11. The role of D-serine in peripheral tissues.

    PubMed

    Montesinos Guevara, Camila; Mani, Ali R

    2016-06-01

    A considerable level of D-serine (a free D-amino acid) was discovered, surprisingly, in the mammalian brain in the early 1990s. Since then, D-serine has been considered to be a co-agonist of glutamate at the glycine site of NMDA receptors. D-serine is synthetized by racemization of L-serine in most neural and non-neural cells, and modulates a variety of physiological functions in mammals. In addition to the central nervous system, NMDA receptors have an important function in the modulation of physiological processes in peripheral tissues. Thus, investigations on the functions of D-serine in the peripheral nervous system, as well as the visceral organs, have gained attention in recent years. In this review we summarize the current knowledge on the role of D-serine in the kidneys, skeletal system, skin as well as on the non-adrenergic, non-cholinergic transmission within the autonomic nervous system. PMID:27038518

  12. ACTIVATION OF A CRYPTIC D-SERINE DEAMINASE (DSD) GENE FROM PSEUDOMONAS CEPACIA 17616

    EPA Science Inventory

    D-serine inhibits growth of P. cepacia 17616; however, resistant mutants able to express an ordinarily cryptic D-serine deaminase (dsd) gene were isolated readily. The resistant strains formed high levels of a D-serine deaminase active on D-threonine as well as D-serine. IS eleme...

  13. Modulation of the dimer interface at ionotropic glutamate-like receptor δ2 by D-serine and extracellular calcium

    PubMed Central

    Hansen, Kasper B.; Naur, Peter; Kurtkaya, Natalie L.; Kristensen, Anders S.; Gajhede, Michael; Kastrup, Jette S.; Traynelis, Stephen F.

    2009-01-01

    GluRδ2 is a member of the iGluR family, but despite a prominent role in cerebellar synaptic plasticity, this receptor does not appear to function as an ion channel. Endogenous ligands that modulate the activity of native GluRδ2 in the cerebellum have not been identified, but two candidate modulators are D-serine and extracellular calcium. Taking advantage of known crystal structures and spontaneously active GluRδ2 receptors containing the lurcher mutation (GluRδ2Lc), we investigated the mechanism by which calcium and D-serine regulate the activity of GluRδ2Lc. Our data suggest that calcium binding stabilizes the dimer interface formed between two agonist binding domains and increases GluRδ2Lc currents. The data further suggests that D-serine binding induces rearrangements at the dimer interface to diminish GluRδ2Lc currents by a mechanism that resembles desensitization at AMPA and kainate receptors. Thus, we propose that calcium and D-serine binding have opposing effects on the stability of the dimer interface. Furthermore, the effects of calcium are observed at concentrations that are within the physiological range, suggesting that the ability of native GluRδ2 to respond to ligand binding may be modulated by extracellular calcium. These findings place GluRδ2 among AMPA and kainate receptors, where the dimer interface is not only a biologically important site for functional regulation, but also an important target for exogenous and endogenous ligands that modulate receptor function. PMID:19176800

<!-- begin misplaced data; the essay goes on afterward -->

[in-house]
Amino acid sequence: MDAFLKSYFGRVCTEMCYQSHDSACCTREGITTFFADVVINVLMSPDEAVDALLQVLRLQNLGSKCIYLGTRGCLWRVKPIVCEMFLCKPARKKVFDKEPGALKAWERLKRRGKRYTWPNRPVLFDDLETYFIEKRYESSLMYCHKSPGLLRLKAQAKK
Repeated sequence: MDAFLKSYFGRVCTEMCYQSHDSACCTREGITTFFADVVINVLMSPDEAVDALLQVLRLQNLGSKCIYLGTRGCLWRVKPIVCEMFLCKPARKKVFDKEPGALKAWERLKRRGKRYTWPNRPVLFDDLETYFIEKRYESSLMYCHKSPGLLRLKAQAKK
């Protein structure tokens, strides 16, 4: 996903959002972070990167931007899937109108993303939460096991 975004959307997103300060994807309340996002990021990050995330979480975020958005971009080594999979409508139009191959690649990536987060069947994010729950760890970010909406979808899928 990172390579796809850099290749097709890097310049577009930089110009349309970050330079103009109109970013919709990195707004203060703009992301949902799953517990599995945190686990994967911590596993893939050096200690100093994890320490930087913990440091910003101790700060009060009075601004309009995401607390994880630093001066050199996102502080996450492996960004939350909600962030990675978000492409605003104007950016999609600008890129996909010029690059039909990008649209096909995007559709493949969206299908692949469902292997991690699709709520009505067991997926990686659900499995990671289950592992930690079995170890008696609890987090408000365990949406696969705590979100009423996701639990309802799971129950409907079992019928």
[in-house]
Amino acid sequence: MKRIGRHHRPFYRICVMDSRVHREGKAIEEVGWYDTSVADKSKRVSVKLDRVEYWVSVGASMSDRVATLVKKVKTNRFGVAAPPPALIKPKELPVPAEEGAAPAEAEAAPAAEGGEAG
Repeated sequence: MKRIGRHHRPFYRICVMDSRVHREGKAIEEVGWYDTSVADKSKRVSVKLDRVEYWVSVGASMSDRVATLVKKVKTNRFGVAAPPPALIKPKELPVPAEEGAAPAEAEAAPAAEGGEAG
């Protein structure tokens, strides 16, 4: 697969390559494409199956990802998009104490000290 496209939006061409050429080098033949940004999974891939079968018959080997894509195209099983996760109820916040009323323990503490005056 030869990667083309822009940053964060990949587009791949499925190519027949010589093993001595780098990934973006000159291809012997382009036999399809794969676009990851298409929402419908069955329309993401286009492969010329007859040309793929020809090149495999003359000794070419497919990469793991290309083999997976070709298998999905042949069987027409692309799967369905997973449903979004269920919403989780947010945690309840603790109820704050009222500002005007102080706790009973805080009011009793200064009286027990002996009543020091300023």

14. The effect of D-serine administration on cognition and mood in older adults

    PubMed Central

    Madeira, Caroline; Vargas-Lopes, Charles; Marques, Priscila; Dantas, Camila; Manhães, Alex C.; Leite, Homero; Panizzutti, Rogerio

    2016-01-01

    Background D-serine is an endogenous co-agonist of the N-Methyl D-Aspartate Receptor (NMDAR) that plays a crucial role in cognition including learning processes and memory. Decreased D-serine levels have been associated with age-related decline in mechanisms of learning and memory in animal studies. Here, we asked whether D-serine administration in older adults improves cognition. Results D-serine administration improved performance in the Groton Maze learning test of spatial memory and learning and problem solving (F(3, 38)= 4.74, p = 0.03). Subjects that achieved higher increases in plasma D-serine levels after administration improved more in test performance (r2=−0.19 p = 0.009). D-serine administration was not associated with any significant changes in the other cognitive tests or in the mood of older adults (p > 0.05). Methods Fifty healthy older adults received D-serine and placebo in a randomized, double blind, placebo-controlled, crossover design study. We studied the effect of D-serine administration on the performance of cognitive tests and an analogue mood scale. We also collected blood samples to measure D-serine, L-serine, glutamate and glutamine levels. Conclusions D-serine administration may be a strategy to improve spatial memory, learning and problem solving in healthy older adults. Future studies should evaluate the impact of long-term D-serine administration on cognition in older adults. PMID:26933803